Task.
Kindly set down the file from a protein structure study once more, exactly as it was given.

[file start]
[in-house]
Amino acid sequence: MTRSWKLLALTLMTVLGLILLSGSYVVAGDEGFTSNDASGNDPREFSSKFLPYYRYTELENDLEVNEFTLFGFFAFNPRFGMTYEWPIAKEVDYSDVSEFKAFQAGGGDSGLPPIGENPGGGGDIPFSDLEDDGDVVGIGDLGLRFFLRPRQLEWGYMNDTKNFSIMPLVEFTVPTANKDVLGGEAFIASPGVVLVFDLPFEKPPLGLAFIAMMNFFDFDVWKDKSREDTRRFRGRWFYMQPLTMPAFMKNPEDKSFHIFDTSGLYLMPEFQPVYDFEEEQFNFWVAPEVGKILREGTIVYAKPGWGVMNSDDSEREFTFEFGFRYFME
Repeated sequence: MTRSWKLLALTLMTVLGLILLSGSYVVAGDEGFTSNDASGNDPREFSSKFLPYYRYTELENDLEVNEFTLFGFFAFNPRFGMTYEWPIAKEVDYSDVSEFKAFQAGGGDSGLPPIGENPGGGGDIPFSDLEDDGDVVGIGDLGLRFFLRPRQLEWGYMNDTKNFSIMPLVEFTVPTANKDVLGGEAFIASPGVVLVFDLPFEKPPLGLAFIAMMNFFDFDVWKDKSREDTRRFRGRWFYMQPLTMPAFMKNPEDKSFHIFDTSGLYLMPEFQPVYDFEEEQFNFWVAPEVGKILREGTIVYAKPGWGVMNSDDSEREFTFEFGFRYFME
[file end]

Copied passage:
[in-house]
Amino acid sequence: MTRSWKLLALTLMTVLGLILLSGSYVVAGDEGFTSNDASGNDPREFSSKFLPYYRYTELENDLEVNEFTLFGFFAFNPRFGMTYEWPIAKEVDYSDVSEFKAFQAGGGDSGLPPIGENPGGGGDIPFSDLEDDGDVVGIGDLGLRFFLRPRQLEWGYMNDTKNFSIMPLVEFTVPTANKDVLGGEAFIASPGVVLVFDLPFEKPPLGLAFIAMMNFFDFDVWKDKSREDTRRFRGRWFYMQPLTMPAFMKNPEDKSFHIFDTSGLYLMPEFQPVYDFEEEQFNFWVAPEVGKILREGTIVYAKPGWGVMNSDDSEREFTFEFGFRYFME
Repeated sequence: MTRSWKLLALTLMTVLGLILLSGSYVVAGDEGFTSNDASGNDPREFSSKFLPYYRYTELENDLEVNEFTLFGFFAFNPRFGMTYEWPIAKEVDYSDVSEFKAFQAGGGDSGLPPIGENPGGGGDIPFSDLEDDGDVVGIGDLGLRFFLRPRQLEWGYMNDTKNFSIMPLVEFTVPTANKDVLGGEAFIASPGVVLVFDLPFEKPPLGLAFIAMMNFFDFDVWKDKSREDTRRFRGRWFYMQPLTMPAFMKNPEDKSFHIFDTSGLYLMPEFQPVYDFEEEQFNFWVAPEVGKILREGTIVYAKPGWGVMNSDDSEREFTFEFGFRYFME